Wednesday, 2 July 2014

Coscinomancy - Night of the Sieving Dead

Some idiot holding a sieve to his head and looking all mystical
"I'm getting something, I'm getting something, but it's mainly just funny looks from my wife."


Noun. Early 17th century.
[medieval Latin coscinomantia from Greek koskinomantis, from koskinon sieve.]

Divination by the turning of a sieve (held on a pair of shears etc.).

Umm ... divination by sieve? C'mon, guys. Take some pride in your charlatanism. At least axes and mirrors and smoke and cards have a scintilla of mystique about them. But sieves? Did you just forget an appointment and have to grab whatever was to hand in order to see the future? "Oh, no ... I hadn't forgotten about the séance ... I was just ... umm ... baking the All-Seeing Bun. Now, let me just grab my magical ... uh ... sieve ... yes, a sieve'll do ... and we shall peer into the forsievable future! Ooowooo!"

Are you a coscinomancist?

Have you ever had a revelation while baking a cake?

Do please leave your most finely powdered comments in the box below.


  1. I didn't know about coscinomancy, but in Greece, elderly women (mostly) read your (Greek/Turkish) coffee cup. They turn it upside down and wait for the sediment (is that the word? I had to look it up) to create shapes and symbols and then they supposedly see letters and all kinds of other things. Hahaha! "Oooh I see a Λ (lamda), you will read Λεξικολατρυ today!"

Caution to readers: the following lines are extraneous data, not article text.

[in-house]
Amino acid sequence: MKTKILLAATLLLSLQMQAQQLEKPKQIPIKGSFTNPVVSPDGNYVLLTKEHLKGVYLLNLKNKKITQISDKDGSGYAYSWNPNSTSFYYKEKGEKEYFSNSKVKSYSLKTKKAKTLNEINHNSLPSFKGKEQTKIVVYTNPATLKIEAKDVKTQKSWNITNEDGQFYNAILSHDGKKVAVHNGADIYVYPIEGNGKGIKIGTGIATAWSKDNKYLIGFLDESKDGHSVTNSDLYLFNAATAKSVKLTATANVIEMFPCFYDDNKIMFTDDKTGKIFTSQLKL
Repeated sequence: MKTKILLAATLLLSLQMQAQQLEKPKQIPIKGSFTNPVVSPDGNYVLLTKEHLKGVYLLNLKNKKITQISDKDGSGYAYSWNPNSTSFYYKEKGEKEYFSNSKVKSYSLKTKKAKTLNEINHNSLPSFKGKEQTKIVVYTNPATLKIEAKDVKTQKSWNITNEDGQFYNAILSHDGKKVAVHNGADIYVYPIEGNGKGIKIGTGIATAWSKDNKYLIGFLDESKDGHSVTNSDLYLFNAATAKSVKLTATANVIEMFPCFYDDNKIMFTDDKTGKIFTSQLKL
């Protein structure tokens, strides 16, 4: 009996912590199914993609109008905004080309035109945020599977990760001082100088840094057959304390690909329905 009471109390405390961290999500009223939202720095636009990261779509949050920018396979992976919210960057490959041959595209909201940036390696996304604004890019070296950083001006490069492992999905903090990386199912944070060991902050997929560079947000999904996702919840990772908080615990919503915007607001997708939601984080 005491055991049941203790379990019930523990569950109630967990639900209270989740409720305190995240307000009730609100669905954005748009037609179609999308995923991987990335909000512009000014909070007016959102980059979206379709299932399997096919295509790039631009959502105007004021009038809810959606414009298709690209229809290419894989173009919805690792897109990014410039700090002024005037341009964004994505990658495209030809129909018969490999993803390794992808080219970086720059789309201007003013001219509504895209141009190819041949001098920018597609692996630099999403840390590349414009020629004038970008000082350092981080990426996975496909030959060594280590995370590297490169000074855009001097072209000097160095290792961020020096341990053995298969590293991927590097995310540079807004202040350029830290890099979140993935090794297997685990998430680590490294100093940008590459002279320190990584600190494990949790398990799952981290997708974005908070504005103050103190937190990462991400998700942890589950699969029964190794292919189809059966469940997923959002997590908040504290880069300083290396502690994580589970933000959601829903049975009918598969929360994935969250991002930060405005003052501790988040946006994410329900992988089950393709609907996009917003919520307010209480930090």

1. Old ladies (apparently) read tea leaves here too, though I've never seen anyone try and do it.

    2. 'Reading the tea leaves' or tasseography ( tasseomancy or tassology) is one of the TV comic fortune-telling stock "Gypsy Rose Lee" stereotypes of fairground charlatanism. Being essentially a tea drinking nation in the UK the 'coffee grounds' reading is probably less well known than perhaps the rest of mainland Europe? In Greece "διαβάζει το φλιτζάνι" (reading the cup - to flitzani) I think would cover both tea leaves and coffee cup divination but there is the slightly erroneous term 'coffee tasseography' (coffee tea reading?) which is better rendered in Greek as "καφεμαντεία" (kafemandeia).

    3. So are these skills interchangeable? Can one versed in the art of reading tea leaves automatically switch to coffee and vice versa? And, as someone suggested on Lexi's Facebook page, could a coscinomancist be as equally foreknowledgeable with a colander?

  2. Well, obviously you have to say 'Dies, mies, jeschet, benedoefet, dowima, enitemaus' to make the invisible demon turn the sieve, or it doesn't work.

    I found that on Wikipedia and am now cogitating on authority, ancient and modern.

    1. Oh really? Nuts. So that's why it didn't work.

      I'm still waiting for an angry email from a coscinomancist: "No, you idiot! That's not how it's done!"

    2. I don't know why you're being so cynical about the art of coscinomancy as for centuries it has correctly predicted when all the lumps are out of your self-raising flour! ;-)

    3. I am being unduly mocking, aren't I?

      One reader has already written to me to say that she tried it and had a premonition that she would later bake a cake, and she did!

      And I, while taking the above photo, had a premonition that my wife would lose patience and tell me to stop messing around with her sieve ... and she did!